France’s official police oversight body has received over 200 reports of police violence, though it has not given a breakdown of the cases.
The mounting list of injured has led to heightened scrutiny of police crowd-control techniques, long seen by some experts as aggravating tensions between the state and citizens in a country with a culture of violent protests.
On Thursday, France’s human rights ombudsman Jacques Toubon called for a suspension on the use of the so-called defense ball launchers (LBDs) that shoot the rubber rounds — a call echoed by Olivier Fillieule, a researcher on security at Lausanne University in Switzerland.
“France is about the only country, apart from two German states and Spain’s Guardia Civil, that uses LBDs in policing, with the terrible consequences we see which are unacceptable in a democracy,” Fillieule told AFP, calling it “a weapon of war if used at point-blank range.”
The police and government have defended the use of rubber bullets.
“We’re being attacked with glass bottles, cinder blocks, acid and bolts. An LBD is the weapon that scares people. If they took them away from us, no officer will want to work during the protests,” a police source told AFP.
Several incidents of officers being attacked by protesters have led to a hardening of the battle lines.
In one of most serious incidents, three officers on motorcycles had to make a hasty getaway after being pelted with electric scooters, paving stones and other objects on the Champs-Elysees on December 22.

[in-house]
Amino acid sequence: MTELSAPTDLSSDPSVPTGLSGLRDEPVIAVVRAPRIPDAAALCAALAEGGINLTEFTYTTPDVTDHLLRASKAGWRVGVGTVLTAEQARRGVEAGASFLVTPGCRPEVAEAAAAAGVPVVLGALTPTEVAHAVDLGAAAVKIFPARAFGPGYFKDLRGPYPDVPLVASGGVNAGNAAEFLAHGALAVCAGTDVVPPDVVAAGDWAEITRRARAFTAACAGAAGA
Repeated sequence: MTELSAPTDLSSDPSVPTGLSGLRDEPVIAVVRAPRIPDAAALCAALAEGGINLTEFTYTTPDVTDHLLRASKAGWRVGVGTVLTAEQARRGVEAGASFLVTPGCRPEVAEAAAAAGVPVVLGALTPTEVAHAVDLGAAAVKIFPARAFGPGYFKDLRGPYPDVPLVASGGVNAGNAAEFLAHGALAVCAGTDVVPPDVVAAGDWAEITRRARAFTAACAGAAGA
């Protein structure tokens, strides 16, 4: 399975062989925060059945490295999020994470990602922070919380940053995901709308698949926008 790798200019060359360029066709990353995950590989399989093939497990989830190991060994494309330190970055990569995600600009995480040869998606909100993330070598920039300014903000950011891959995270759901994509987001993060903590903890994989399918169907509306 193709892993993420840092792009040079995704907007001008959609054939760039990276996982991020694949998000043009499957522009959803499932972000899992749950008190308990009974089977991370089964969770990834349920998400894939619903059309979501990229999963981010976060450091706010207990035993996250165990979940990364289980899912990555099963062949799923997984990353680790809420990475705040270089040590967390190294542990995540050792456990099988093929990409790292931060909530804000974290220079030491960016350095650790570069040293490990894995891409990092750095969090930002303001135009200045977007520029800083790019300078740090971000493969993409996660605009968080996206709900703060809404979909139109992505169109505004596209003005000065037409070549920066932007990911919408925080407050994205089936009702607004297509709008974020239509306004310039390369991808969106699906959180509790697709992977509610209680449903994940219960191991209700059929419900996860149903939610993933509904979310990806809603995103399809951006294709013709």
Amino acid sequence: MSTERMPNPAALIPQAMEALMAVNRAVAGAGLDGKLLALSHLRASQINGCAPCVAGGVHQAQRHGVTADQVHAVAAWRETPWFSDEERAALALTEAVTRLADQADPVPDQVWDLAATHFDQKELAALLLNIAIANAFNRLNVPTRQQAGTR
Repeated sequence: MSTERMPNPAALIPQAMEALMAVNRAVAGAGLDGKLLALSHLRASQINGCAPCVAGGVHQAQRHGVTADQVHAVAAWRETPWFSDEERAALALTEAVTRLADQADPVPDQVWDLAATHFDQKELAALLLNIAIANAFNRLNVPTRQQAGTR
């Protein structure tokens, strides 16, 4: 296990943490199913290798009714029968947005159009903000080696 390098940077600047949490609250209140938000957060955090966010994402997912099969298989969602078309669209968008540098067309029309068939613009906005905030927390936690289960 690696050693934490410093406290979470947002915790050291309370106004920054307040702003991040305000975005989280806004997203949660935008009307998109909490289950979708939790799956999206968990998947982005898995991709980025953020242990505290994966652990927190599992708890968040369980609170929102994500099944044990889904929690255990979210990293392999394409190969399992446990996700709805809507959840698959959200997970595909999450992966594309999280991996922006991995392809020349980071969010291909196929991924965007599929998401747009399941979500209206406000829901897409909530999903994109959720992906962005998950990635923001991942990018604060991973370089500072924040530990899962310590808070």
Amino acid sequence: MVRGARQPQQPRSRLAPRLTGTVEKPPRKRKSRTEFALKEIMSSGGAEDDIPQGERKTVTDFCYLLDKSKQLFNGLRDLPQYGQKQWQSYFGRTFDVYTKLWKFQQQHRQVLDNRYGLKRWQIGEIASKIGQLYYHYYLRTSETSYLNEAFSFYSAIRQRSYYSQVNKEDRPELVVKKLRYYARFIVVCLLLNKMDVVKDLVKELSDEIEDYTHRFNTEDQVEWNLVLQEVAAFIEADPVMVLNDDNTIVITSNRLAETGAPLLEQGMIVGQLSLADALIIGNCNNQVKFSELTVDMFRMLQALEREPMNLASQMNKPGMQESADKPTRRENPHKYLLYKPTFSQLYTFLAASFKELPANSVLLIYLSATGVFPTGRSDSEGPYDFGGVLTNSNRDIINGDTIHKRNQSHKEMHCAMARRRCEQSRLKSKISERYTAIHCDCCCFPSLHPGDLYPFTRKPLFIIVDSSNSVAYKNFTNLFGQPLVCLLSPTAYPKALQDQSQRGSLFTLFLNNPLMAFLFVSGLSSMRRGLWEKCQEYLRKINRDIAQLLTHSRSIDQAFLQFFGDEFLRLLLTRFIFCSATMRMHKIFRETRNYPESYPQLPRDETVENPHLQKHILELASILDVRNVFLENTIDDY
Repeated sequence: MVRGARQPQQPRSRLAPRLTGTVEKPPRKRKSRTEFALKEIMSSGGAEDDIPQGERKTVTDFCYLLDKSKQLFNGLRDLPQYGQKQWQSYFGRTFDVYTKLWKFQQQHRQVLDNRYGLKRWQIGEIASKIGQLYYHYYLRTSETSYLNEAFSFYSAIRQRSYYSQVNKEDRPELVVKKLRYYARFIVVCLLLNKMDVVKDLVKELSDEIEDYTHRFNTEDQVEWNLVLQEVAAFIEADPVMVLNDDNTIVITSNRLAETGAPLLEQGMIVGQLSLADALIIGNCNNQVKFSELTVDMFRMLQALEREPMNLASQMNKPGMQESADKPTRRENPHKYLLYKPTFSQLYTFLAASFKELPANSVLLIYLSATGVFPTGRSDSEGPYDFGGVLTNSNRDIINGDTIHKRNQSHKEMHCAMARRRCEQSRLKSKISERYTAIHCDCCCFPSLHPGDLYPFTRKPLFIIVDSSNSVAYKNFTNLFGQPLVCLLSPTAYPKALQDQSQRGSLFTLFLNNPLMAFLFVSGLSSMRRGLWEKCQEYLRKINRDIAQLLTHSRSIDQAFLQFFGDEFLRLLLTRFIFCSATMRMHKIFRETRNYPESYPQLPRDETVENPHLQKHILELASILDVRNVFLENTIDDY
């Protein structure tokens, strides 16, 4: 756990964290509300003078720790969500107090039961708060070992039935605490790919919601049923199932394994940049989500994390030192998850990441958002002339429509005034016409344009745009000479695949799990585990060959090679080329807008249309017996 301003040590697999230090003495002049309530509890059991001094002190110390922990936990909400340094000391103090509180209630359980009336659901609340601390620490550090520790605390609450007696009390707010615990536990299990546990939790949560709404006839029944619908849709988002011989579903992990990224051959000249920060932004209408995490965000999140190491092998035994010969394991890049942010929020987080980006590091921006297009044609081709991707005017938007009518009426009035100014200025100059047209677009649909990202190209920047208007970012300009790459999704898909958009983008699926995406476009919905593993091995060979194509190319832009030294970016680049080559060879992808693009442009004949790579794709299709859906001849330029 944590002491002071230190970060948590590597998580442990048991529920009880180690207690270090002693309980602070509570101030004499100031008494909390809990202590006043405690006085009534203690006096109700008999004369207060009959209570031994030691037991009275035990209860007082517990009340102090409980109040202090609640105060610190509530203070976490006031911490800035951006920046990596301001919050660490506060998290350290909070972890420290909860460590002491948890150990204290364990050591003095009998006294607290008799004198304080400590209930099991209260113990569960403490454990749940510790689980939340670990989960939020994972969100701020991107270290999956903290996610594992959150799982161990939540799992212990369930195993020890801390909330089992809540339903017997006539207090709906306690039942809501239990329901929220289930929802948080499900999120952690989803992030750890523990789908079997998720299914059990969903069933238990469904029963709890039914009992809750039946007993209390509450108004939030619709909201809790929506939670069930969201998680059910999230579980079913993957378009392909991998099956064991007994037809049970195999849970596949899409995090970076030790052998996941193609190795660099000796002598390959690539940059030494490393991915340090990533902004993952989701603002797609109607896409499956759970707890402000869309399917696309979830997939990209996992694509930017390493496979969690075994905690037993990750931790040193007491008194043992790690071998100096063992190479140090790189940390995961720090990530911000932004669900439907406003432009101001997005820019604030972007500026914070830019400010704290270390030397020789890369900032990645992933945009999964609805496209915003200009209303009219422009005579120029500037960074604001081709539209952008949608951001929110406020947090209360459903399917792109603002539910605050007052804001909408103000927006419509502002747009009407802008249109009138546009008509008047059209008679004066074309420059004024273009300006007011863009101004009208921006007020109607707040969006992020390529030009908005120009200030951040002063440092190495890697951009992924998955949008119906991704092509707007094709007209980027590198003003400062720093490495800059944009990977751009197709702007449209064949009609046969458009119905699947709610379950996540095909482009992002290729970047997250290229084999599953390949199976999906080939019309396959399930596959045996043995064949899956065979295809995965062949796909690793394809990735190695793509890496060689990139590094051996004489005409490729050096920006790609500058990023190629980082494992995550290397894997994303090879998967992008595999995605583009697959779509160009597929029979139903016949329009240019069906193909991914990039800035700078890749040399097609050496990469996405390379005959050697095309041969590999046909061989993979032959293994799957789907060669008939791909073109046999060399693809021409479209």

One officer was knocked over with his bike, prompting another officer to briefly draw and point his gun at their attackers before retreating.
Under their rules of engagement, officers are allowed use rubber bullets “only in cases of absolute necessity,” where they are “strictly proportional” to the situation, are fired at least 10 meters from their target and aimed below the neck.
But the large number of head injuries among protesters suggests the rules are not always followed, fueling the vitriol of the yellow vests who are frequently heard shouting “CRS collabos” (riot police are collaborators).
Interior Minister Christophe Castaner this week brushed aside criticism of the force.
“I have never seen a policeman or gendarme attacking a protester,” he declared, despite a police captain being caught on camera on January 4 chasing and beating protesters in the southern city of Toulon.
But national police chief Eric Morvan, in a note to the troops this week, reminded them that the use of rubber bullets had to be proportional and could “only target the torso and lower limbs.”